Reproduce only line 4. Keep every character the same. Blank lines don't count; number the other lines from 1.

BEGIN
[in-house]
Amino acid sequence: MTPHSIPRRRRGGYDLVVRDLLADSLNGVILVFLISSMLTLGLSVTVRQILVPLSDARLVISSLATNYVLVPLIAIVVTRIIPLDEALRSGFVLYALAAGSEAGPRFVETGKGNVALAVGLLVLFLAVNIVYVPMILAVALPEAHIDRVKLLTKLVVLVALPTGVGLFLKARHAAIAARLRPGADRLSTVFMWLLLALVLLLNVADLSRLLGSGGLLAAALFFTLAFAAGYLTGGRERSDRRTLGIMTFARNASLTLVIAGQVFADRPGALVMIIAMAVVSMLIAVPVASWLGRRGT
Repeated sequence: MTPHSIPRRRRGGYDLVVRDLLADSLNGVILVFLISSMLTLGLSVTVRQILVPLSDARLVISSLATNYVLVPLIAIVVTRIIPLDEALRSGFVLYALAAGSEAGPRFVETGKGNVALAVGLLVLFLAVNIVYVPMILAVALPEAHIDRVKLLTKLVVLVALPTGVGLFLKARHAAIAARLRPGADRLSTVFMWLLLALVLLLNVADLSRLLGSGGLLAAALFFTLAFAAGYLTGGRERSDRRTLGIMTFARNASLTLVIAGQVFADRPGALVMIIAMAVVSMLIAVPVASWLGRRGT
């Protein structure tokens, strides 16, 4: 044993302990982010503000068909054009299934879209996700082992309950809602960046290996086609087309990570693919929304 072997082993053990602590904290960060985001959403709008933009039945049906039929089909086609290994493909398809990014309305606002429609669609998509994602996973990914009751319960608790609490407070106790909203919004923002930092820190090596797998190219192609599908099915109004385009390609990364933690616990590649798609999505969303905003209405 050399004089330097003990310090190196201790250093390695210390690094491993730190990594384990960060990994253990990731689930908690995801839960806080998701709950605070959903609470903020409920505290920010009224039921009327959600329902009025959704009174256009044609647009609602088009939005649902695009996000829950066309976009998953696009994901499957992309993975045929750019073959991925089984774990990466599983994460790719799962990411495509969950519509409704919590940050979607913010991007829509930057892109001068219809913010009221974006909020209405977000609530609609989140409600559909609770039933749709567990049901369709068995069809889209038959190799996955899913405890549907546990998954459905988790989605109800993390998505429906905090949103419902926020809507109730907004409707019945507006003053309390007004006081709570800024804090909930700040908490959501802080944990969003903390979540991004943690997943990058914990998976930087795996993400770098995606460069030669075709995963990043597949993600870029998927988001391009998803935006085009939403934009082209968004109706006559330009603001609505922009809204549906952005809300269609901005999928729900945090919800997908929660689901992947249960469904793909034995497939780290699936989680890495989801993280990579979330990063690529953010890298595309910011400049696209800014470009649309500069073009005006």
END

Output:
């Protein structure tokens, strides 16, 4: 044993302990982010503000068909054009299934879209996700082992309950809602960046290996086609087309990570693919929304 072997082993053990602590904290960060985001959403709008933009039945049906039929089909086609290994493909398809990014309305606002429609669609998509994602996973990914009751319960608790609490407070106790909203919004923002930092820190090596797998190219192609599908099915109004385009390609990364933690616990590649798609999505969303905003209405 050399004089330097003990310090190196201790250093390695210390690094491993730190990594384990960060990994253990990731689930908690995801839960806080998701709950605070959903609470903020409920505290920010009224039921009327959600329902009025959704009174256009044609647009609602088009939005649902695009996000829950066309976009998953696009994901499957992309993975045929750019073959991925089984774990990466599983994460790719799962990411495509969950519509409704919590940050979607913010991007829509930057892109001068219809913010009221974006909020209405977000609530609609989140409600559909609770039933749709567990049901369709068995069809889209038959190799996955899913405890549907546990998954459905988790989605109800993390998505429906905090949103419902926020809507109730907004409707019945507006003053309390007004006081709570800024804090909930700040908490959501802080944990969003903390979540991004943690997943990058914990998976930087795996993400770098995606460069030669075709995963990043597949993600870029998927988001391009998803935006085009939403934009082209968004109706006559330009603001609505922009809204549906952005809300269609901005999928729900945090919800997908929660689901992947249960469904793909034995497939780290699936989680890495989801993280990579979330990063690529953010890298595309910011400049696209800014470009649309500069073009005006």